2. Organisation of the industry
2.1 The South African Avocado Growers’ Association
2.2 Quality standards and food safety
3. Export logistics
4. Generic promotion
5. Current trends in the industry
5.1 Integrated fruit production
5.2. Consolidation within the industry
5.3 Growth in the South African market
5.5 New markets
5.6 Cultivar development
South African Subtropical Growers’ Association, PO Box 866, Tzaneen, 0850
The South African Avocado industry consists of 12 000 ha of commercial avocado orchards, the majority of which are situated in the North Eastern part of the country in the Limpopo and Mpumalanga provinces. Avocados are also grown commercially in certain areas of KwaZulu-Natal Province. Annual production is the region of 90 000 t, of which approximately 40 000 t is exported the Europe and the United Kingdom. The remainder of the crop is consumed domestically and approximately 10% is processed (oil and purée). The South African Avocado Growers’ Association (SAAGA) has a voluntary membership accounting for 85% of export production. The aim of the association is to improve the profitability and sustain the viability of growing avocados in South Africa. SAAGA’s activities are funded by its members and include technical research, extension services, generic promotion to develop the local and export market, and the provision of marketing information. Generic promotion is based on public relations techniques and accounts for 45% of SAAGA’s budget. Current trends in the industry include consolidation within the export business, private cultivar development, integrated fruit production, processing, growth of the South African market and efforts to access new markets.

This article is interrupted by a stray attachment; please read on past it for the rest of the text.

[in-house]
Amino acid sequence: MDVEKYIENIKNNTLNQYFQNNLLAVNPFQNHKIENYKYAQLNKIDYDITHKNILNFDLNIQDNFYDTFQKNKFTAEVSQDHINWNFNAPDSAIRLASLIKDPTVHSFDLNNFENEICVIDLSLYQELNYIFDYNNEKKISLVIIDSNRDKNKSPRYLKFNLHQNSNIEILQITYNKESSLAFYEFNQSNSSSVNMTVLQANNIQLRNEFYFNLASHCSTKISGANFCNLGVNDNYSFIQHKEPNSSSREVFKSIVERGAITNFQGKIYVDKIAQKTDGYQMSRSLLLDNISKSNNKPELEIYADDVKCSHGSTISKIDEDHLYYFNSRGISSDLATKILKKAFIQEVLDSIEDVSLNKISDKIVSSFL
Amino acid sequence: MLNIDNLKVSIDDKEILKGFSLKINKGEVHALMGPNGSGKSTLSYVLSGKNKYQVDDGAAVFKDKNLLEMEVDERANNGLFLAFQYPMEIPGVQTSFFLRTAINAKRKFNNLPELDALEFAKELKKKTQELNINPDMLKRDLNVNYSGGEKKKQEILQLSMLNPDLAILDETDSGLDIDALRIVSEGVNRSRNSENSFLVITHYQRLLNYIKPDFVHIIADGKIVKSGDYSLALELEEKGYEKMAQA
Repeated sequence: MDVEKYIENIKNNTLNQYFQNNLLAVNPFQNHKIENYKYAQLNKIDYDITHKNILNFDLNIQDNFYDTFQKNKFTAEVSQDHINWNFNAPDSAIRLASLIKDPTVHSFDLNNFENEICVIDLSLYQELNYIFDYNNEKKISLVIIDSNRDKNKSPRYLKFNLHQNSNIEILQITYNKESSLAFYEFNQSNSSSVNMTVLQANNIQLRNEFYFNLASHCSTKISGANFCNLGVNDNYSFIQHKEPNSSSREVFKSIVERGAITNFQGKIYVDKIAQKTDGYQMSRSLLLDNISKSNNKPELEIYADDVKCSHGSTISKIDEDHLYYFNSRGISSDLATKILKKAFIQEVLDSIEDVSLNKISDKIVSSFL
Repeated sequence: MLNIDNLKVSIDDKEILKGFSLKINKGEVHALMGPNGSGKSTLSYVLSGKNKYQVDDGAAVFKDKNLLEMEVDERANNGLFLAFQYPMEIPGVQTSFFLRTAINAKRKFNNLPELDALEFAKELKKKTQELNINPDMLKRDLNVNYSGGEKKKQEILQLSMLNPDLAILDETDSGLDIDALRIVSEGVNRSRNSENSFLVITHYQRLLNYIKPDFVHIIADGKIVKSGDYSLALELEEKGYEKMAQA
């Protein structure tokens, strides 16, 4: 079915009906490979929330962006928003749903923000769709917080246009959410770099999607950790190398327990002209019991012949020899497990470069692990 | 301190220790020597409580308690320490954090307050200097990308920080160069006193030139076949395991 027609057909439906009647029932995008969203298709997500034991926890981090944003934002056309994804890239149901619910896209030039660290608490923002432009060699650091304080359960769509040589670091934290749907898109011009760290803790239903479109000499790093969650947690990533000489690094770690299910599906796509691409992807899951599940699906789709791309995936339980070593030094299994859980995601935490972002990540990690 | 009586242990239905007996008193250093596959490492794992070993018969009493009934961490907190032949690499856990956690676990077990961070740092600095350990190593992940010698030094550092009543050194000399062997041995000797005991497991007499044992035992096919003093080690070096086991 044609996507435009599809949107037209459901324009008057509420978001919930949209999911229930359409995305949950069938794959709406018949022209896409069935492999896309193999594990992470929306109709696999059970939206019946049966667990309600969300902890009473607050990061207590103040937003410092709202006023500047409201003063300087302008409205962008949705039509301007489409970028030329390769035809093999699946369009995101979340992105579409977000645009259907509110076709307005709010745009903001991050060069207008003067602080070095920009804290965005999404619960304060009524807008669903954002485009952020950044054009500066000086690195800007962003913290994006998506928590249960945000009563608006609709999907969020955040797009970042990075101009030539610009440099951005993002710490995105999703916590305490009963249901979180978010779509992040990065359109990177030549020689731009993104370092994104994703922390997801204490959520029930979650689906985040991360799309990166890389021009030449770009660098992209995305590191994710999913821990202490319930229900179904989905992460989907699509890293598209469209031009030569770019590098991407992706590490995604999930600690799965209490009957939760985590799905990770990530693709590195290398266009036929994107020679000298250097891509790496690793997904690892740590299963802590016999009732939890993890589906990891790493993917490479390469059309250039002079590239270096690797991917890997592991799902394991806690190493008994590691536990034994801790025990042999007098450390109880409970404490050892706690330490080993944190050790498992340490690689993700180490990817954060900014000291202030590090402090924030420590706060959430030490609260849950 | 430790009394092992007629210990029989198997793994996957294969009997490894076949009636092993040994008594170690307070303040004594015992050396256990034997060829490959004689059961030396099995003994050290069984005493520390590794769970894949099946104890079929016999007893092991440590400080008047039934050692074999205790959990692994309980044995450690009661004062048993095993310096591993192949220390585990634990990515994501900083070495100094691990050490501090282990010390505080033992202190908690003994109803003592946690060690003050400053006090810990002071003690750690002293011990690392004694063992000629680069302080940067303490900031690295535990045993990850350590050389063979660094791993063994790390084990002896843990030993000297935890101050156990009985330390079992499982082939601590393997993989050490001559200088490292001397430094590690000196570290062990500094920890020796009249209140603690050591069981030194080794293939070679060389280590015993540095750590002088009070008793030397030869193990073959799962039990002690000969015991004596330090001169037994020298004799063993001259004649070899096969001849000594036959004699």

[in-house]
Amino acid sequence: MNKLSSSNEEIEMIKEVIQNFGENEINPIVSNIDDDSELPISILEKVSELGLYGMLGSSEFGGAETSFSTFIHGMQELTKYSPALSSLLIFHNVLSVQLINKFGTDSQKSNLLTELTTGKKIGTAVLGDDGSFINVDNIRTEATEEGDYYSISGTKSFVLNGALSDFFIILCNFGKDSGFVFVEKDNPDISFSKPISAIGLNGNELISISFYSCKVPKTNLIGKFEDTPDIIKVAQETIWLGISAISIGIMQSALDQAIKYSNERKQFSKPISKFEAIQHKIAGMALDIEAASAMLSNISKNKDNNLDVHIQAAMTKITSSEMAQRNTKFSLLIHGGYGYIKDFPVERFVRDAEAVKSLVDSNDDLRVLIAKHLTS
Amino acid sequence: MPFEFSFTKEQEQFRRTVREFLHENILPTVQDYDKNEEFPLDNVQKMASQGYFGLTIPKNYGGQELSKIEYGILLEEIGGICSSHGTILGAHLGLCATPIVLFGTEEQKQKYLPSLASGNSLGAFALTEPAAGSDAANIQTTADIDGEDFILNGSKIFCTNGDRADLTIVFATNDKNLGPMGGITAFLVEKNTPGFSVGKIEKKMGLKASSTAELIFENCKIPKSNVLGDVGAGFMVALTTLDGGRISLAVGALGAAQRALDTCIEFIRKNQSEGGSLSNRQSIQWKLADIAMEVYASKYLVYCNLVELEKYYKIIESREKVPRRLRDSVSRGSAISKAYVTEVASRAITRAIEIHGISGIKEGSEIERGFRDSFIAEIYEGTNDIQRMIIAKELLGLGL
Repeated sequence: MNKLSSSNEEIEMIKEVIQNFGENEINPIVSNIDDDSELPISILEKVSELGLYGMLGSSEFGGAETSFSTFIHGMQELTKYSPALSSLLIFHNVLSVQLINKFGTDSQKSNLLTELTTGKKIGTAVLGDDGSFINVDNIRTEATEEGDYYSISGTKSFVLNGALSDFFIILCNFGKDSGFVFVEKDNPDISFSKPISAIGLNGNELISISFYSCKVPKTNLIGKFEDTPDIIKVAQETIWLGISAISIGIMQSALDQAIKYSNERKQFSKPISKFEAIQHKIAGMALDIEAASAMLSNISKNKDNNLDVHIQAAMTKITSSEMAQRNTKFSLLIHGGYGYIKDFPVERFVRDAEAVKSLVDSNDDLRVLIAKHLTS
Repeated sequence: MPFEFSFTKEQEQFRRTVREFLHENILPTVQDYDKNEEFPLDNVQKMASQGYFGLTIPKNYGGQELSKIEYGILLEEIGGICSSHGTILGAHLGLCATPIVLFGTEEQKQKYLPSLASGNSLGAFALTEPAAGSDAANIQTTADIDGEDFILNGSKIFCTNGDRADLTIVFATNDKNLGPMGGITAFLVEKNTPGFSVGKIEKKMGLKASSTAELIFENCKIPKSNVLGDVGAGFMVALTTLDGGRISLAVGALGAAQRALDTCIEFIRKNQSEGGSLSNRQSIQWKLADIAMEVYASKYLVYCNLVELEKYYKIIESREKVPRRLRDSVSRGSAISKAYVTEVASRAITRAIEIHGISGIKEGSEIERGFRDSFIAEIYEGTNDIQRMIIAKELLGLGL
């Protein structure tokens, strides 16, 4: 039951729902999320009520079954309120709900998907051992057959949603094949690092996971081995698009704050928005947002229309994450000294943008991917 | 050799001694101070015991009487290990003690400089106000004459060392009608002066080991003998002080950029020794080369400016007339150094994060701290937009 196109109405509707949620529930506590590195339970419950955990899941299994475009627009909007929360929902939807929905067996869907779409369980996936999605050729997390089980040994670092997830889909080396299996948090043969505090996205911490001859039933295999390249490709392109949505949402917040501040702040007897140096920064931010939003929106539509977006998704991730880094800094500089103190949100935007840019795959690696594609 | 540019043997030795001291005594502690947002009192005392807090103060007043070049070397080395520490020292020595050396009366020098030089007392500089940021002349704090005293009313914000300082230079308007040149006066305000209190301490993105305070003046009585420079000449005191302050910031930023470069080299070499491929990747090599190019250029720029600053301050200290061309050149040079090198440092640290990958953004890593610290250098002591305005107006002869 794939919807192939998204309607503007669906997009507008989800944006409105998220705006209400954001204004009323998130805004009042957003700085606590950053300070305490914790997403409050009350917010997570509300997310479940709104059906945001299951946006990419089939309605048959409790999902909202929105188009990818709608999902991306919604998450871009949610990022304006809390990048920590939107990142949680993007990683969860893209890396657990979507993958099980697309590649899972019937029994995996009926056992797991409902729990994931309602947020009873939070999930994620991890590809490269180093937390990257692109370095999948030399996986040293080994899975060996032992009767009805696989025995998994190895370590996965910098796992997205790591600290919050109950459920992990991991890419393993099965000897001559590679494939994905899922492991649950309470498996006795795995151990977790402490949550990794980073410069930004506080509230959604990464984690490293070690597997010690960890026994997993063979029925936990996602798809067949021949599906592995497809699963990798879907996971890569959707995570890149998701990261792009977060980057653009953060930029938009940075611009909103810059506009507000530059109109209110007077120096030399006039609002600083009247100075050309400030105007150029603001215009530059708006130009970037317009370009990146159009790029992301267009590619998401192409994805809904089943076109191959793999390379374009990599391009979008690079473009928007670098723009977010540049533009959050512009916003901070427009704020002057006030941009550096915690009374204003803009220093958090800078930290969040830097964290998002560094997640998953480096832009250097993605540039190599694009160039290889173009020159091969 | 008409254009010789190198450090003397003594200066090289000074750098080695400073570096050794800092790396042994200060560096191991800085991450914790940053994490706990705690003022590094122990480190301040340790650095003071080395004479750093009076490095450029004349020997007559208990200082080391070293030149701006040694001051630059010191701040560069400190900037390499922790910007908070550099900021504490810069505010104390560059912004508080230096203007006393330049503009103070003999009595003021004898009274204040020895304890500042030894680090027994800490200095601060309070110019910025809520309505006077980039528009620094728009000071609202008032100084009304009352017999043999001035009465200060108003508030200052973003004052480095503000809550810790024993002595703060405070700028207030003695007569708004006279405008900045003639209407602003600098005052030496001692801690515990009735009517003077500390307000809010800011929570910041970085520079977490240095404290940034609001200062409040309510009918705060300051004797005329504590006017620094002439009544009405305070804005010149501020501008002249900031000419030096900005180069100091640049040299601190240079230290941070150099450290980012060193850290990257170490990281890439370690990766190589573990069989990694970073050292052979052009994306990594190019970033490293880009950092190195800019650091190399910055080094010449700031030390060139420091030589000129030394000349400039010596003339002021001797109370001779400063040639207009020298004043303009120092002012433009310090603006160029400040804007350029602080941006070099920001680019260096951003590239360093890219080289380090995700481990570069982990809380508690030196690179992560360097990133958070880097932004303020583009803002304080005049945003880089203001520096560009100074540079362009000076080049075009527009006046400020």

Avocado, South Africa, Trends, Generic Promotion
Avocado production in South Africa is concentrated mainly in the warm subtropical areas of the Limpopo and Mpumalanga provinces in the North East of the country between latitudes 22 o S and 25 o S. Annual rainfall in most of these areas is high (> 1000 mm p.a.), but there are some orchards in semi-arid regions with rainfall of± 400 mm p.a. Approximately 8% of commercial avocado orchards are in KwaZulu-Natal province where the conditions are cooler due to the more southerly latitude (± 30 o S).
The South African Avocado season extends from mid-March to September. Due to climatic variability between growing regions, most of the major cultivars are available over an extended period during the season. For example, ‘Fuerte’ is harvested from mid-March to May in the northern regions, and is harvested in July and August in KwaZulu-Natal.